Nancy E. Roman joined the Capital Area Food Bank as President and CEO in January 2013 after a 25-year international career spanning journalism, business, U.S. government, Wall Street and the United Nations.
In her new position, Roman is responsible for the entire operation of the 32-year old Capital Area Food Bank. The CAFB, with its annual budget of $18 million and a staff of 130, powers 700 partner agencies to end hunger in the Washington metro area. In that role, she oversees:
• the collection, storage and distribution of 33 million pounds of food, half of which is fresh produce, to nearly 500,000 men, women and children;
• a team of nutrition experts working to provide healthier food and teach healthy habits;
• a team of 18,000 volunteers annually; as well as
• IT, communications, fundraising and overall operations.
Roman’s immediate past position was Director of Public/Private Partnerships and Communications at the United Nation’s World Food Programme (WFP), the world’s largest humanitarian agency, feeding 100 million people in 75 countries. Based in Rome, she
supervised a global staff of more than 100, with responsibility for operations in more than 80 countries and was a member of the organization’s senior leadership team. Her major responsibilities were: heading private sector partnerships that quintupled funds raised from the private sector and the general public; communicating the WFP message through mainstream and social media and designing the WFP’s award winning website wfp.org; and crafting organization positions on public policy issues ranging from climate change to agricultural development. She also chaired the WFP’s Investment Committee which had more than $1 billion under management.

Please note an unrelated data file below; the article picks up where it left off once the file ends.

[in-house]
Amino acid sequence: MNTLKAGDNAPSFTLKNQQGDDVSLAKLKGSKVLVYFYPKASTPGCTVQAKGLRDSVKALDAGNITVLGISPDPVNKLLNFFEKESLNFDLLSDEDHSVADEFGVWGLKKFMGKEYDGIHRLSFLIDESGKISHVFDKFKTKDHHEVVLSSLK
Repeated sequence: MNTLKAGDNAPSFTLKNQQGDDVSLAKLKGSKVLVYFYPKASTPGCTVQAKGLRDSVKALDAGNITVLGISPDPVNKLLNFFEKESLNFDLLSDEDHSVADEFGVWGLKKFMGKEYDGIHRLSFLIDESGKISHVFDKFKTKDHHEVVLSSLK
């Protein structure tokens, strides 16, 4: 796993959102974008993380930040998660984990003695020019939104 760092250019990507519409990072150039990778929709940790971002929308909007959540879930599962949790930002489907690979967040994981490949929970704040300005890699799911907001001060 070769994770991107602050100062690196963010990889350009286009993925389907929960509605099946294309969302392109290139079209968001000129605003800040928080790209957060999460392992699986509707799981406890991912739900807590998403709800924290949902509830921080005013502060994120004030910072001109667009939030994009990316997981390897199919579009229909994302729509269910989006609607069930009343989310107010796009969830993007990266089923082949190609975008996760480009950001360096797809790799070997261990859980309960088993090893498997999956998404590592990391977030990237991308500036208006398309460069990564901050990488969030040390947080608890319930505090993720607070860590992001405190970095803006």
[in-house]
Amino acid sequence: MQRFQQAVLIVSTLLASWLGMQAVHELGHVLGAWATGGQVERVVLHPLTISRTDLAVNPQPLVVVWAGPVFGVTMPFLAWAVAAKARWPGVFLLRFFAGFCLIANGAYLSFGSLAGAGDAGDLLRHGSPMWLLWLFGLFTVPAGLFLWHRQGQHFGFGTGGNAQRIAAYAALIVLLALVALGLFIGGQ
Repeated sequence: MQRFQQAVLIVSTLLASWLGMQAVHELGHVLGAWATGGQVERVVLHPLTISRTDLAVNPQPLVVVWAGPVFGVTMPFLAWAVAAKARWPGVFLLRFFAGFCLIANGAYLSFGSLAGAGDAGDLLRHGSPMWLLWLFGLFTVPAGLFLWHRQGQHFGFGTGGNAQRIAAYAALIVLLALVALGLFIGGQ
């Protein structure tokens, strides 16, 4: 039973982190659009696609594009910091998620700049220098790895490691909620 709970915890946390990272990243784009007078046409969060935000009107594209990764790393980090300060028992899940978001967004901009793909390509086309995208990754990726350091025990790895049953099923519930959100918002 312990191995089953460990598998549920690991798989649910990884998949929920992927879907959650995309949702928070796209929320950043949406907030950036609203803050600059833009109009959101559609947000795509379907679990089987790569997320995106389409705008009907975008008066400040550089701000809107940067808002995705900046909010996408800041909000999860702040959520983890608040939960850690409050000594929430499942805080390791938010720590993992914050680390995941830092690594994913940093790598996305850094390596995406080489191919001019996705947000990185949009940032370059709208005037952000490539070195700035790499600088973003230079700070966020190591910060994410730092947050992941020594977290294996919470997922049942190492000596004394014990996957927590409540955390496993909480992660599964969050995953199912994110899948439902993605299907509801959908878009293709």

Prior to joining WFP, Roman served as Vice President of the Council on Foreign Relations in Washington, D.C. where she established the Council’s congressional program designed to integrate ideas generated in the think tank environment with policy decisions. She authored “Both Sides of the Aisle: A Call for Bipartisan Foreign Policy,” a Council Special Report published in 2005 that analyzed political polarization in Washington and proposed steps to build bridges between the parties and foster a more productive dialogue in foreign policy.
Before that, Roman served as president of the G7 Group, a strategic consulting firm that advised Wall Street on how political, legislative, central banking and regulatory developments affected institutional investments. The firm’s more than 120 clients – investment banks, hedge funds and asset management companies – were based in the financial communities of New York, London and Tokyo.
Roman also spent 10 years as a journalist covering politics, congress, foreign policy and economics. As congressional bureau chief for The Washington Times, she oversaw both the newspaper’s election and legislative coverage.
Roman came to Washington in 1988 as press secretary and foreign affairs adviser for U.S. Rep. Clay Shaw, Jr. (R-FL), a senior member of the House Ways and Means Committee.
She holds a Master of Arts degree in International Economics and American Foreign Policy from the Johns Hopkins School of Advanced International Studies and a Bachelor of Arts degree in Journalism and French from Baylor University.
Roman is married to Steven Cohen and has two children, Daniel, 18 and Taylor Beth, 16.